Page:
Comparison of IgG Antibody Against Chlamydia pneumoniae Between Stroke and Control Groups
Comparison of IgA Antibody Against Chlamydia pneumonia Between Stroke and Control Groups
The present study investigated the relationship between C. pneumoniae infection and ischemic stroke. In this case-control study, 141 patients were enrolled and compared with 141 control subjects. The mean ages of the patients and controls were 68.97 and 66.95 years old, respectively. Therefore, there was no significant difference between the two groups regarding age. Though, different classes of antibodies are produced in C. pneumoniae infection, each of which has a different clinical implication. For example, IgA antibody presence is short-term and represents acute infection, whereas, IgG antibody lasts several months and indicates chronic infection (2).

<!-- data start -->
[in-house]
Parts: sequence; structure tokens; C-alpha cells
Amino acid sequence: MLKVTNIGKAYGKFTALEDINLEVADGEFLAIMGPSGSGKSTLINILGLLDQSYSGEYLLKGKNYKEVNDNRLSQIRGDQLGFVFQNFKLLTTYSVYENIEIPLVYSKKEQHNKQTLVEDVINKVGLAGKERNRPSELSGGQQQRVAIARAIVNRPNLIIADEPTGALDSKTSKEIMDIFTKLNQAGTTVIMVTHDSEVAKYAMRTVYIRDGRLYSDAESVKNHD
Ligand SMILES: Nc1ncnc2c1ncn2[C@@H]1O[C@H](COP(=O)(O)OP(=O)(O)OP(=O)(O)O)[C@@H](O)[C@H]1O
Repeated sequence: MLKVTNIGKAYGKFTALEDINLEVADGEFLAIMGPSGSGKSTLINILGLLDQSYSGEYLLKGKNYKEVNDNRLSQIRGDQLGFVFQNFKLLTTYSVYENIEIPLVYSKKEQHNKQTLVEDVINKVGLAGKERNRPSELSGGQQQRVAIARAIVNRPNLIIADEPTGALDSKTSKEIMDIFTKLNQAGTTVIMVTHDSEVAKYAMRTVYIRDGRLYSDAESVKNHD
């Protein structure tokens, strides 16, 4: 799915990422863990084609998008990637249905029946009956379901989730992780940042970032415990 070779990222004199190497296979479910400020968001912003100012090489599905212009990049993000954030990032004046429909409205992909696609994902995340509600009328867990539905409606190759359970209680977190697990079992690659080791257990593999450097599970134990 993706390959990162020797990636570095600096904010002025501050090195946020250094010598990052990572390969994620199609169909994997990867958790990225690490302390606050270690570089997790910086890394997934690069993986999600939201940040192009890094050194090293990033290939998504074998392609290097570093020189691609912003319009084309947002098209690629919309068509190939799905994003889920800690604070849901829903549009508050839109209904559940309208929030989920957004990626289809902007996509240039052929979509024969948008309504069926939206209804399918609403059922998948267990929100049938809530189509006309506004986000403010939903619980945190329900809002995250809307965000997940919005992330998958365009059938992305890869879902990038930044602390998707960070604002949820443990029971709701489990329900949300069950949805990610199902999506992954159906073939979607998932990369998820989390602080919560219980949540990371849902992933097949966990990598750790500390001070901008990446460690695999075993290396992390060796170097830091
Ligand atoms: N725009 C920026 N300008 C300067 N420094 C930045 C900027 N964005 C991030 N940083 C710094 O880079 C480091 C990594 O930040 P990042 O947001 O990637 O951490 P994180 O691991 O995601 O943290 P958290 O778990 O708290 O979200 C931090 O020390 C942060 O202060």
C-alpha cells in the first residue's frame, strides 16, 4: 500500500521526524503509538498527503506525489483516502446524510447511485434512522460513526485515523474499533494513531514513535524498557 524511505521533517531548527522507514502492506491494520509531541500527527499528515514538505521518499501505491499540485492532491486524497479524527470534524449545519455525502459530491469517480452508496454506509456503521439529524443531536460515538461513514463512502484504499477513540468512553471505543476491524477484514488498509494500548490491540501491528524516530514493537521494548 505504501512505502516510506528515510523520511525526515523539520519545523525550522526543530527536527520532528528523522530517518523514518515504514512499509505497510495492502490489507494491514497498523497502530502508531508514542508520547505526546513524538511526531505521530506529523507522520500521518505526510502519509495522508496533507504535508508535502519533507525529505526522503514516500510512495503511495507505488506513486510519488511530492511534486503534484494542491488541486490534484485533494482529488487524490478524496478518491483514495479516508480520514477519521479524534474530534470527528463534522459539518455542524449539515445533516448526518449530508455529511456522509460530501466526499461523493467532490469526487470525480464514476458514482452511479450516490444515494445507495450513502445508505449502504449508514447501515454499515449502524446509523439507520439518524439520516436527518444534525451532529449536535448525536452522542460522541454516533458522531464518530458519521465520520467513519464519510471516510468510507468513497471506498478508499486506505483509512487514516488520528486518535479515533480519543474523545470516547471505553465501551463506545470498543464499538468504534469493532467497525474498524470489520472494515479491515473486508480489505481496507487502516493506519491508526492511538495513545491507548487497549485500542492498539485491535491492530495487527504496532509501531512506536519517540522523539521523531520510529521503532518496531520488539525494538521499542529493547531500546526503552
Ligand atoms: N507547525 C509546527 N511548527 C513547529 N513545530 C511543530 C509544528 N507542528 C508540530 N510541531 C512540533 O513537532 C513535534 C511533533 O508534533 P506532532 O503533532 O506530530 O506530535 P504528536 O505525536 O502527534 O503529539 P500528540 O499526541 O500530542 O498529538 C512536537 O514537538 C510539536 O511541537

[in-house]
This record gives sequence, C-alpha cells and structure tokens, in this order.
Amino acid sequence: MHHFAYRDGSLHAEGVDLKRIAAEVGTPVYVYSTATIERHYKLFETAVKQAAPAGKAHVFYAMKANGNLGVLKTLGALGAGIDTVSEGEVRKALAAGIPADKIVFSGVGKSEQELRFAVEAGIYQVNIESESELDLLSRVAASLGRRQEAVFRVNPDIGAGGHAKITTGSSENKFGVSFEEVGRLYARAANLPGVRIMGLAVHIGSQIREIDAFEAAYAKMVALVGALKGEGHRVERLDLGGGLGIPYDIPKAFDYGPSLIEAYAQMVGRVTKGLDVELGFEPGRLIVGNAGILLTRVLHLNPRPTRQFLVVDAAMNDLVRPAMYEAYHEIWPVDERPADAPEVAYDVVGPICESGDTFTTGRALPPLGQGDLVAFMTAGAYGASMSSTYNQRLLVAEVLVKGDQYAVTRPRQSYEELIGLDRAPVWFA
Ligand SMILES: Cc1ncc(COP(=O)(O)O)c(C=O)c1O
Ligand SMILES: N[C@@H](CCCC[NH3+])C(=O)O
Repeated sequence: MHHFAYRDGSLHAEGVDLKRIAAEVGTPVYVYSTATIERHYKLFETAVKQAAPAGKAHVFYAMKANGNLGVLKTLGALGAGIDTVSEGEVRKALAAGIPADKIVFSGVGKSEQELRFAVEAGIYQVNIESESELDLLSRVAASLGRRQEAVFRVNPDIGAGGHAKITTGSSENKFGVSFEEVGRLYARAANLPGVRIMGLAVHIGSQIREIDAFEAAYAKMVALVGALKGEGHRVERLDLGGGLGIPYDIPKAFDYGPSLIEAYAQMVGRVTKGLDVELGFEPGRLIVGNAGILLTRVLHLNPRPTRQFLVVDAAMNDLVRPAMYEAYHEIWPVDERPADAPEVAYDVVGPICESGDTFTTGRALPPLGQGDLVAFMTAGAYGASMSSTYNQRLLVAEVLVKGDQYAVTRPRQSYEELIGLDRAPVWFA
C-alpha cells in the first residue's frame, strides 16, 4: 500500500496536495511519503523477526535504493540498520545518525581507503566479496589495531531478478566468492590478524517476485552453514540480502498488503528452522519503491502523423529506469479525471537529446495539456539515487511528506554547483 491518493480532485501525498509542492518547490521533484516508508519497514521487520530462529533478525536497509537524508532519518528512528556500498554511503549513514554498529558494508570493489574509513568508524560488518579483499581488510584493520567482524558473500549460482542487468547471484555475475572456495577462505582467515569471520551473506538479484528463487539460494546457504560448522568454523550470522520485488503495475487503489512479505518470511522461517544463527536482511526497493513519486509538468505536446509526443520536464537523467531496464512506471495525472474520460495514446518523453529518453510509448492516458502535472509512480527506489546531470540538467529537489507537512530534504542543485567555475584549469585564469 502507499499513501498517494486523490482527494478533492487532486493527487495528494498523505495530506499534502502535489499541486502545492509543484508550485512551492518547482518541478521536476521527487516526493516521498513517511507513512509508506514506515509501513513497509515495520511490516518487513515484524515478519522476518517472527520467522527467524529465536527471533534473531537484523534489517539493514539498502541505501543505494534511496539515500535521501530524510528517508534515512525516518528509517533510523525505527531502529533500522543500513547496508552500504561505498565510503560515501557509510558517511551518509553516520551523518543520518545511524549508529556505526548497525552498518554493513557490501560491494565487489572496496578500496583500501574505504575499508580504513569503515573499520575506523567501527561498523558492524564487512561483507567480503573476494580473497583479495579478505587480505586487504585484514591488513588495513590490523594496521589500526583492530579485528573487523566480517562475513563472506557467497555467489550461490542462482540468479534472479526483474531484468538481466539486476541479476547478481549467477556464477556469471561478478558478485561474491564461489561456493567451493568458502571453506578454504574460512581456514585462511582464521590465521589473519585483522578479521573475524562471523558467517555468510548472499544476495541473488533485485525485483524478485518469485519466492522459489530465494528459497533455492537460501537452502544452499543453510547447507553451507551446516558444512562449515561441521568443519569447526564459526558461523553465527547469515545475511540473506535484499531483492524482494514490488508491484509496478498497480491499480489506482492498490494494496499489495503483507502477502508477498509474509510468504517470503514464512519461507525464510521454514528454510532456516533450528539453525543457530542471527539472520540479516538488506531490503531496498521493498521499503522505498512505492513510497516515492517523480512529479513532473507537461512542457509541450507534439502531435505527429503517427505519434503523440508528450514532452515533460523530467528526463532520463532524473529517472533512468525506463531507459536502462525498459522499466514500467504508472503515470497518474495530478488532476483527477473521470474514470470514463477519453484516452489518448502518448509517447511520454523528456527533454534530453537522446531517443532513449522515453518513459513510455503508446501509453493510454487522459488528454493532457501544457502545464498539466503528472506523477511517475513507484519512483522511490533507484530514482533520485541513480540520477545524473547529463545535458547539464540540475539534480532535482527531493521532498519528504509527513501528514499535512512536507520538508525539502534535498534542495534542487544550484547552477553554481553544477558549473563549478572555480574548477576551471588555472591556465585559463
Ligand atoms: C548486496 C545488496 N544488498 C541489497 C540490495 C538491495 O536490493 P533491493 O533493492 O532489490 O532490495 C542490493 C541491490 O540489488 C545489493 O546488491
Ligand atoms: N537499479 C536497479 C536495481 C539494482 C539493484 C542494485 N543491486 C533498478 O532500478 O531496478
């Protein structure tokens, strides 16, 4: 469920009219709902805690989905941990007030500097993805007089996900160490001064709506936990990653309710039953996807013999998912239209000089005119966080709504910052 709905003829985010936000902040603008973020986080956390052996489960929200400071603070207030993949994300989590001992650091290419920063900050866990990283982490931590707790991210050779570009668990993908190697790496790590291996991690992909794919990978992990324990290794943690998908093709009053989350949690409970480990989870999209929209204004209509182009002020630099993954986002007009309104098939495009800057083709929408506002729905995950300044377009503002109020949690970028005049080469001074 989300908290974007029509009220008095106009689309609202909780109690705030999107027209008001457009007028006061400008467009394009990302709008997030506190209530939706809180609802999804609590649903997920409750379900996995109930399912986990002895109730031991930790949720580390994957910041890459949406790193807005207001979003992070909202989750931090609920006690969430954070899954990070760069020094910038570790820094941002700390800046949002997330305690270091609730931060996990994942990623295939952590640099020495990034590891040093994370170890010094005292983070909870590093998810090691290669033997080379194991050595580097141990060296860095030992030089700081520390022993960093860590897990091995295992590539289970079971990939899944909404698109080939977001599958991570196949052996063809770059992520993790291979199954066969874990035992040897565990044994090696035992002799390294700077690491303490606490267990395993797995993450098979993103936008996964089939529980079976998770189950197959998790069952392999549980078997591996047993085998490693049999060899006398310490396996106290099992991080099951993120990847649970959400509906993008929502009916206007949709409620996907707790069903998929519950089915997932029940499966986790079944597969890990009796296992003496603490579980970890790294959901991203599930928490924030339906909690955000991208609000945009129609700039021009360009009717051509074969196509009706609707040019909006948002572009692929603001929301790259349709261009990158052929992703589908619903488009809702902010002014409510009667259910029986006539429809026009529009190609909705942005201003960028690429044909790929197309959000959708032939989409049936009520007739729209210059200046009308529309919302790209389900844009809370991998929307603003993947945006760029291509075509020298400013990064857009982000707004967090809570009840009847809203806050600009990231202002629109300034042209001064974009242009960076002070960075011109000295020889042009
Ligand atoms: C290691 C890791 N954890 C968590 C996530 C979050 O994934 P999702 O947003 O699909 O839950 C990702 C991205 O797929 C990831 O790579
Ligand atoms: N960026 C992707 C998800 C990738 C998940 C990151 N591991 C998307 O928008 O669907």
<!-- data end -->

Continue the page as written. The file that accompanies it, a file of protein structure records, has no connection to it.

In the present study, anti-C. pneumoniae IgG was detected in 111 patients with thrombotic stroke (78.8%); however, in the control group, 74 (52.5%) patients had positive antibody titer. Anti-C. pneumoniae IgG in patients with stroke was significantly higher than the control group. In Ghachkar's study, 44 patients with acute stroke and 44 controls were studied. Seven patients (15.9%) had specific IgG against C. pneumoniae, but none of the controls had such antibody, which was similar to this study (15). In Japan, 40 patients with stroke and 85 healthy individuals were studied by Kawamoto and colleagues. They reported that the level of anti-C. pneumoniae IgG in patients with stroke was significantly higher than that of the control group (16). This was similar to the results of our study. However, other studies were unable to find out a relationship between thrombotic stroke and Chlamydial infection (16, 17). In Ashtari's research, 81 patients with stroke and 43 healthy controls were studied and there was no significant difference between the two groups (17). In Medrano’s study, there was no relationship between IgG antibodies against C. pneumoniae and cerebrovascular accidents (18). In another study in Cameroon, 64% of the patients with ischemic stroke had IgG against C. pneumoniae, compared to 55% positivity in the control group, the difference of which was not statistically significant (7).